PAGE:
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I think that's a bizarre reason to turn down an adopter. If it were me, I'd be thrilled the potential owner was proactive enough to plan to crate the dog - as opposed to leaving him/her loose in the house and then pitching a fit when the dog destroyed things.

 

Violet has to be crated about seven or eight hours/day. It's the price she pays for living on a farm - the flip side is neither my husband or I work close enough to home to let her out at lunch. She's survived nicely. At first I kept giving her different toys, but she never paid them any attention and finally I quit. I suppose she naps while I'm gone, but TBH I've never asked her. :rolleyes:

 

My friends who gave her to me weren't thrilled about the crate idea. They thought it would be too confining. But then I pointed out that Violet, in her Great Dane sized crate, has as much room proportionally as their two horses have when confined in their stalls. That seemed to make them feel better.

 

Anyway, I guess now you start watching the Humane Society websites and/or talking to breeders. Did you want a puppy or an adult dog? Or you might check out the Rescue Resources in this forum - you might see someone you're interested in and maybe arrange transport if the details could be worked out.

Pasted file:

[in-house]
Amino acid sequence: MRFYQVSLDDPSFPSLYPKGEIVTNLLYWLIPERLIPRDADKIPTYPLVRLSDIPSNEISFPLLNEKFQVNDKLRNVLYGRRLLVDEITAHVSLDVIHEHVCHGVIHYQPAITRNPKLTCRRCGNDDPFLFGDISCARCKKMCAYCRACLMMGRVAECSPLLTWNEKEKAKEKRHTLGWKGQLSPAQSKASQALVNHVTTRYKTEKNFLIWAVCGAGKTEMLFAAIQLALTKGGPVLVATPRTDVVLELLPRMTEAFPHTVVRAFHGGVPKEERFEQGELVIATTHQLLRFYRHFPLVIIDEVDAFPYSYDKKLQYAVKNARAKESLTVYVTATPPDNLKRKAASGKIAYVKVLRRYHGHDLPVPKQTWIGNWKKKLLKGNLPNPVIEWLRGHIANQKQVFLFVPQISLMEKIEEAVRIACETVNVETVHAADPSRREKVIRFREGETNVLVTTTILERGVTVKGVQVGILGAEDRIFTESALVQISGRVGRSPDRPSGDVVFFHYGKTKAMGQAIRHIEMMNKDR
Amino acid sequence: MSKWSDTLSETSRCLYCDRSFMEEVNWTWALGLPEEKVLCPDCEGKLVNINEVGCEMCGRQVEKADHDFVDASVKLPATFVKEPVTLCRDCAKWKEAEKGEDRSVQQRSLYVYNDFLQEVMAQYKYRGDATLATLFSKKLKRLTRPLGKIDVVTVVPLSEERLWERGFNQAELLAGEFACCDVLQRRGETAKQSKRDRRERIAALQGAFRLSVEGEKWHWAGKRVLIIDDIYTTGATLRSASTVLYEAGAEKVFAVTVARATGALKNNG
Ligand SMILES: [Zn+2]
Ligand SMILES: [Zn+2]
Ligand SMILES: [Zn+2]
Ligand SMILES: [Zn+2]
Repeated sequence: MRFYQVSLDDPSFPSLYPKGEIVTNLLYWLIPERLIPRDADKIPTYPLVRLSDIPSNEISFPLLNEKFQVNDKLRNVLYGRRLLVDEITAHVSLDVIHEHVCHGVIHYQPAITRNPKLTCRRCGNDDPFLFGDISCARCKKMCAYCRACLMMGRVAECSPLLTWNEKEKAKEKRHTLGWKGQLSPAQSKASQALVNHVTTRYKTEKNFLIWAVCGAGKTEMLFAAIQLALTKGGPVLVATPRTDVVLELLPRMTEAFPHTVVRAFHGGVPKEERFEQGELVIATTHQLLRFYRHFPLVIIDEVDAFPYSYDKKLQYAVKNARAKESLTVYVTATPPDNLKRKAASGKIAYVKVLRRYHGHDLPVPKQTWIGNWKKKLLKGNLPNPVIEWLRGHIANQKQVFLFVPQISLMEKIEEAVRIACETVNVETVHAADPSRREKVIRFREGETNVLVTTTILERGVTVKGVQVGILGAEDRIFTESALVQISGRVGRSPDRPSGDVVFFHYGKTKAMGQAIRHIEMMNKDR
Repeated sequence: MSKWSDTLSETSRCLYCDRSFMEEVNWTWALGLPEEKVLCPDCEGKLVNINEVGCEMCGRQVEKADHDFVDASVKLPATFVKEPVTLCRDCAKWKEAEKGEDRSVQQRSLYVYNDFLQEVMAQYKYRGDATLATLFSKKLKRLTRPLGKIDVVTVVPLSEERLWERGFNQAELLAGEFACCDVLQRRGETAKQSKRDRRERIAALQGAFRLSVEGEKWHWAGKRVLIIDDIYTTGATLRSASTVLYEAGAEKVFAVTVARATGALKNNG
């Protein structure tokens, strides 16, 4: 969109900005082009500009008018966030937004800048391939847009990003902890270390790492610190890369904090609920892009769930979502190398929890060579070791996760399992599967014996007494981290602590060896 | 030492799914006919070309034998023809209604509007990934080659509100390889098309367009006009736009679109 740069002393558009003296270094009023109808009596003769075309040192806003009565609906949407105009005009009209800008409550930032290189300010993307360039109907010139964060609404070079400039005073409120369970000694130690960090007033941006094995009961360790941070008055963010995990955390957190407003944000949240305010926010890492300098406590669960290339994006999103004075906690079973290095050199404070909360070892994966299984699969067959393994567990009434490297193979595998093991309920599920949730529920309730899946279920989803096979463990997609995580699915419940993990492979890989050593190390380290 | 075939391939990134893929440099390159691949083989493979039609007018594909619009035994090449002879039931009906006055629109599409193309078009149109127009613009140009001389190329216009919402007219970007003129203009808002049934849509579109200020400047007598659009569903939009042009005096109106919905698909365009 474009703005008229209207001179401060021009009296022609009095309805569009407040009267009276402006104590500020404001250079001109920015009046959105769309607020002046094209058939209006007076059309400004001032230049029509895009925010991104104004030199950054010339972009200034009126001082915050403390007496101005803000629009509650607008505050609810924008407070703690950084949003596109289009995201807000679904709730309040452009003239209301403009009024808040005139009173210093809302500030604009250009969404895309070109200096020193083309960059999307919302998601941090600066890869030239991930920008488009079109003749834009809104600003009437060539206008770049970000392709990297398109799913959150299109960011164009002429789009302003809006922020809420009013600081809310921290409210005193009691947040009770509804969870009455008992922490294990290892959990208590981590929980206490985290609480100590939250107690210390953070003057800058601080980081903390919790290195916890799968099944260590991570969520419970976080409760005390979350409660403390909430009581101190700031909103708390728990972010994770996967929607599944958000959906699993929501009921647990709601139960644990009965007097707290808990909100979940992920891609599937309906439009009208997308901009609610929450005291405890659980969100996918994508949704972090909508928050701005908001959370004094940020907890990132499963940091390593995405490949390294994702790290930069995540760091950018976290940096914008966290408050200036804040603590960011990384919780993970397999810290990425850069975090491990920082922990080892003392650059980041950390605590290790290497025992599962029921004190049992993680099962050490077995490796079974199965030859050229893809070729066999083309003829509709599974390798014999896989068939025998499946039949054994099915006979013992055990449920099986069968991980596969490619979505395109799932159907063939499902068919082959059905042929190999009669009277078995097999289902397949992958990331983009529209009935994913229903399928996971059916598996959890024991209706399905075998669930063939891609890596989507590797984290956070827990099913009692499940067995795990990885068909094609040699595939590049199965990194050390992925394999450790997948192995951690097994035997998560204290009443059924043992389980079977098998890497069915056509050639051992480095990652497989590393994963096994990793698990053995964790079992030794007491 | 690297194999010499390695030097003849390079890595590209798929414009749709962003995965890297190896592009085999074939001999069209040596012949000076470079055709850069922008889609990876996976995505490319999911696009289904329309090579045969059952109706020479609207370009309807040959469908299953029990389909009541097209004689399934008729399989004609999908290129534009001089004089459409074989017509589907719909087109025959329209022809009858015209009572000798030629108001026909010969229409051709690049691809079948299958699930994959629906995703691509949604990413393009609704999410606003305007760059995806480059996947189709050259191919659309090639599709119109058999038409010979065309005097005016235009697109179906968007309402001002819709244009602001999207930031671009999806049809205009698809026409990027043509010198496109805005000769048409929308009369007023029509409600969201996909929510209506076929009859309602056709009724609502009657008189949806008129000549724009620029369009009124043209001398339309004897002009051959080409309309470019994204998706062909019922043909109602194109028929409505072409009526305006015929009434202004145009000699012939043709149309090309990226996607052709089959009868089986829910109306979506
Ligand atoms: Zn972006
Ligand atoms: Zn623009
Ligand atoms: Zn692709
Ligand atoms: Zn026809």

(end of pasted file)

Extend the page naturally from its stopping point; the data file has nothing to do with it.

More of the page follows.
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iLLt3cK (wow, that's tough one to write),

There are a couple of outstanding rescue organizations in California. Is it possible you just went to the wrong rescue? I wouldn't give up on the basis of an interaction with one foster with unrealistic expectations, but I would consider looking into the big border collie rescues that do exist in that state. And if you were dealing with one of the big rescues, then I think I'd bypass the foster parent and try for a different dog or contact the rescue's officers and ask the same questions you asked in your last post about why the foster would concentrate on one "negative" to the exclusion of the rest of your application/responses.